Modernising the Great Western railway
9 Nov 2016 03:31 PM
The cost of modernising the Great Western railway is estimated to be £5.58 billion, an increase of £2.1 billion since 2013, and there are delays to the electrification of the route of at least 18 to 36 months. The Department for Transport and Network Rail have begun to improve the management of the programme but they have more to do to protect value for money in the future.
“The modernisation of the route has potential to deliver significant benefits for passengers but this is a case study in how not to manage a major programme. The Department's failure to plan and manage all the projects which now make up the Great Western Route Modernisation industry programme in a sufficiently joined up way, combined with weaknesses in Network Rail's management of the infrastructure programme, has led to additional costs for the taxpayer. It is encouraging that since 2015 the Department and Network Rail have a better grip and put in place structures to manage the programme in an integrated way. However significant challenges to the timetable still remain and there is more to do to achieve value for money.”
Amyas Morse, head of the National Audit Office, 9 November 2016
The cost of modernising the Great Western railway is currently estimated to be £5.58 billion, an increase of £2.1 billion since 2013, and there are delays to the electrification of the route of at least 18 to 36 months. Delays to the electrification programme will cost the Department up to £330 million. These cost increases and recent changes to the new trains order mean that the value for money of the programme needs to be reassessed, and the extent of electrification reconsidered, according to a report yesterday by the National Audit Office.
The Great Western route has some of the most overcrowded services in England and Wales and has forecast passenger growth of 81% between 2013-14 and 2018-19. The modernisation programme involves complex infrastructure works, new trains and service changes. These aim to improve services along the rail route, which connects London with west and south-west England and south Wales and passes through heritage areas and areas of outstanding natural beauty.
Before 2015, the Department did not plan and manage all the projects which now make up the Great Western Route Modernisation industry programme in a sufficiently joined up way. The Department did not produce a business case bringing together all elements of the programme until March 2015, more than two years after ordering the trains and over a year after Network Rail began work to electrify the route. When the Department entered into a contract to buy the Intercity Express Trains, creating fixed deadlines for electrification, the infrastructure planning work was still at a very early stage of development. This is illustrated by the fact that Network Rail had only just identified that it would need to develop a new type of electrification equipment. The electrification timetable was not based on a bottom-up understanding of what the works would involve.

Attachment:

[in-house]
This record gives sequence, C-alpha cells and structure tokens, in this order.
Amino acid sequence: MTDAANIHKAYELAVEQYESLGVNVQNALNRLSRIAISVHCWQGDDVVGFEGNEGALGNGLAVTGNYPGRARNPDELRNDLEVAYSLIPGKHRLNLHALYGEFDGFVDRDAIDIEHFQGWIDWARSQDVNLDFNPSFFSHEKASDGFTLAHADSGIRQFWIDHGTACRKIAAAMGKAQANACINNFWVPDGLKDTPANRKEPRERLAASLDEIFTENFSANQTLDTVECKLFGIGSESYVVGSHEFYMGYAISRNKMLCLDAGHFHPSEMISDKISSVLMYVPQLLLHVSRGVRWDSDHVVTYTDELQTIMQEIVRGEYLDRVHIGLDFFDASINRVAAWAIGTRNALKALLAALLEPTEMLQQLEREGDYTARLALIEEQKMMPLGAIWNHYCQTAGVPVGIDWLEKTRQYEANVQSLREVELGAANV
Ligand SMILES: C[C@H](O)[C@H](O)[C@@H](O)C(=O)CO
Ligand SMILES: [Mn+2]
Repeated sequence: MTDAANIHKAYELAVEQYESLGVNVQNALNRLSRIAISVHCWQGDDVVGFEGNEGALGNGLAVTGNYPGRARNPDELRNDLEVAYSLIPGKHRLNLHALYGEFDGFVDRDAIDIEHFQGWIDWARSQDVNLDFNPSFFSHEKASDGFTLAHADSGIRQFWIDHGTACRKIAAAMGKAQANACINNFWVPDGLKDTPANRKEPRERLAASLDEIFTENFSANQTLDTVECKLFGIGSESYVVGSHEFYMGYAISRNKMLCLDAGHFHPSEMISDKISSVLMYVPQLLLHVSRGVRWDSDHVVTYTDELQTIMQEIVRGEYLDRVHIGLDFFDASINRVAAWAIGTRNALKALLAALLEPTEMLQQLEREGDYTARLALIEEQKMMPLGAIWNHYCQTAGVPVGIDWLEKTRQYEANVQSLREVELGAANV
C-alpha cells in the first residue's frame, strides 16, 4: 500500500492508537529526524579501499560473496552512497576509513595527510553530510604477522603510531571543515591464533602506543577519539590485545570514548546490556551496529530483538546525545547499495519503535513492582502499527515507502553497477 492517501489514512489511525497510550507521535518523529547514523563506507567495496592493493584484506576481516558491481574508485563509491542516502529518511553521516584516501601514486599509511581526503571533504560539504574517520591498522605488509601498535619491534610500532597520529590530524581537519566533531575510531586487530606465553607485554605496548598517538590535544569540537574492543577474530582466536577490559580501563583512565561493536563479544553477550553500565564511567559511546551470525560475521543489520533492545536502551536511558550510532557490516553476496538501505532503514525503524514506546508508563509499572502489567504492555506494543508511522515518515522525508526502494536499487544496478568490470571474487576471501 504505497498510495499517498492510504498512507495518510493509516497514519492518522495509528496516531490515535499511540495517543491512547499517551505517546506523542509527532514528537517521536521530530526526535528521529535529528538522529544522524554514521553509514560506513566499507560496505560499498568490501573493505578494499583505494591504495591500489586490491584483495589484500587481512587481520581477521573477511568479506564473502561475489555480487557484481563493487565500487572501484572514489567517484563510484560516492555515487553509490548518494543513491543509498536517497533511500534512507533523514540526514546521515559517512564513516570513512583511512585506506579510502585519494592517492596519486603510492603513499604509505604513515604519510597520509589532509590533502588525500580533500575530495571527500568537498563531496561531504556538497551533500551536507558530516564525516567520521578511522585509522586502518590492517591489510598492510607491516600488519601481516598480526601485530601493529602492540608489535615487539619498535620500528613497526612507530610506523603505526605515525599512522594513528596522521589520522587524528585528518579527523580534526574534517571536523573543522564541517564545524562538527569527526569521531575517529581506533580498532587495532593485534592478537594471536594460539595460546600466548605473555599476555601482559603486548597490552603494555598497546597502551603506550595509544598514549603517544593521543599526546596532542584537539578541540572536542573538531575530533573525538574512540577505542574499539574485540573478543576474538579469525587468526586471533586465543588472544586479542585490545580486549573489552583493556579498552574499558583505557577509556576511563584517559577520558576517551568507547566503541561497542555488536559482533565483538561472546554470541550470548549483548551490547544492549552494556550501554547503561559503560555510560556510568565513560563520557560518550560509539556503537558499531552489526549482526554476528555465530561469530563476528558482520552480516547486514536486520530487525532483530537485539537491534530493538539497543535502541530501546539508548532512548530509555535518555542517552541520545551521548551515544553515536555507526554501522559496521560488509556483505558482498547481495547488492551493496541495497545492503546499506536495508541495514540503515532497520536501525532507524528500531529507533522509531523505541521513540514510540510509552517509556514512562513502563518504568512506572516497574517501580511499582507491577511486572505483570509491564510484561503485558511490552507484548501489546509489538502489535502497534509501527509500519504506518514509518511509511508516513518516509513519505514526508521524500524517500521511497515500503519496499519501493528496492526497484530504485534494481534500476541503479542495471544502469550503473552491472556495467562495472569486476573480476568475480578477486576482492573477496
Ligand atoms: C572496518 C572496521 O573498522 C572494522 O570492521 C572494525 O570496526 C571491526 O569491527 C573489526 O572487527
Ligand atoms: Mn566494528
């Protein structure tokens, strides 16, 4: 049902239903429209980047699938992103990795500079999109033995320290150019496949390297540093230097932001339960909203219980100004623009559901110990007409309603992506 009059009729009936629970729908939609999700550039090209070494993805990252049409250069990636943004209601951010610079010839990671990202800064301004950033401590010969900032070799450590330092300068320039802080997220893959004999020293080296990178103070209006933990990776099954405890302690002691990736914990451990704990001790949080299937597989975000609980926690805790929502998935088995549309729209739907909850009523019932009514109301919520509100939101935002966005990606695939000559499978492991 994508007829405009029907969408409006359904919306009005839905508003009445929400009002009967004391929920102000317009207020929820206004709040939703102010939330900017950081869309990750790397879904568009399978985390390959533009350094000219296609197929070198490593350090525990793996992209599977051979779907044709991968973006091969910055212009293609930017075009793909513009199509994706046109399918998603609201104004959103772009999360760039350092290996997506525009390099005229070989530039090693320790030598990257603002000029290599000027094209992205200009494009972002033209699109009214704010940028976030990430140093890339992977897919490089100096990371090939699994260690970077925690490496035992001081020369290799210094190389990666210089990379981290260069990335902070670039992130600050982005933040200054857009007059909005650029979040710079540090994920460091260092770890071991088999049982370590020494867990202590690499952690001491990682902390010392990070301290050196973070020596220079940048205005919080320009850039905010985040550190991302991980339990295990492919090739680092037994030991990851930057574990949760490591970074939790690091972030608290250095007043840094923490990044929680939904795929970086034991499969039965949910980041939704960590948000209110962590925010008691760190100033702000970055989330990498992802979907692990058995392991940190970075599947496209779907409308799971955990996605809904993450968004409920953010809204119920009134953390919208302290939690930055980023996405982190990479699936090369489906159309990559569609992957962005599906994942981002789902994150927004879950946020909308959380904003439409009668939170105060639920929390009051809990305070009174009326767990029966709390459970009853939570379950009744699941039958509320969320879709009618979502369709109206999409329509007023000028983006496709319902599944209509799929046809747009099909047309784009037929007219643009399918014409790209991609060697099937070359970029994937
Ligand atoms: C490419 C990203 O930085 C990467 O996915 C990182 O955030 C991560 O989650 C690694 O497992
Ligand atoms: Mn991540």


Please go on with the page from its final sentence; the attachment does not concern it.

In 2015 Network Rail re-planned the infrastructure programme after it became clear that costs were increasing and the schedule could not be met. Electrification between Maidenhead and Cardiff is now expected to cost £2.8 billion, an increase of £1.2 billion (70%) against the estimated cost of the programme in 2014.
Network Rail’s 2014 cost estimate was unrealistic. It was too optimistic about the productivity of new technology. It underestimated how many bridges it would need to rebuild or modify and also the time and therefore costs needed to obtain planning permission and other consents for some works. Failings in Network Rail’s approach to planning and delivering the infrastructure programme further increased costs. It did not work out a ‘critical path’ – the minimum feasible schedule for the work, including dependencies between key stages – before starting to deliver electrification. It also did not conduct sufficiently detailed surveys of the locations for the structures, which meant that some design work had to be repeated.
Delays to the electrification programme will cost the Department up to £330 million. The Department intends to vary its order of Intercity Express trains so that they can operate under both diesel and electric power. The Department will also receive less income from the Great Western franchise between September 2015 and March 2019. This is because the train operator will bear the costs of providing extra trains and leasing depots, as well as higher running costs from operating diesel trains for longer, while also receiving less revenue from passengers than expected.
Some passengers in the north and west of England may have to wait longer, some nine months and up to two years respectively, to see improvements such as increased capacity in services because of the delays to the programme. Any additional delays would be difficult to address and put pressure on the Department’s rail franchising programme.
Network Rail has a challenging task to deliver the main benefits from the infrastructure programme, within the current schedule and budget. The schedule for electrification contains some ambitious assumptions while the budget for the electrification programme between London and Cardiff currently has less funding available to manage risk than Network Rail believes it needs.
Some passengers will have to wait longer to see the full benefits of modernisation because of budget constraints. The Department has delayed electrification on some stretches of the route as the costs cannot be met within the funding package. The Department currently intends to electrify these sections but not until the next rail investment period, which runs from April 2019 to March 2024.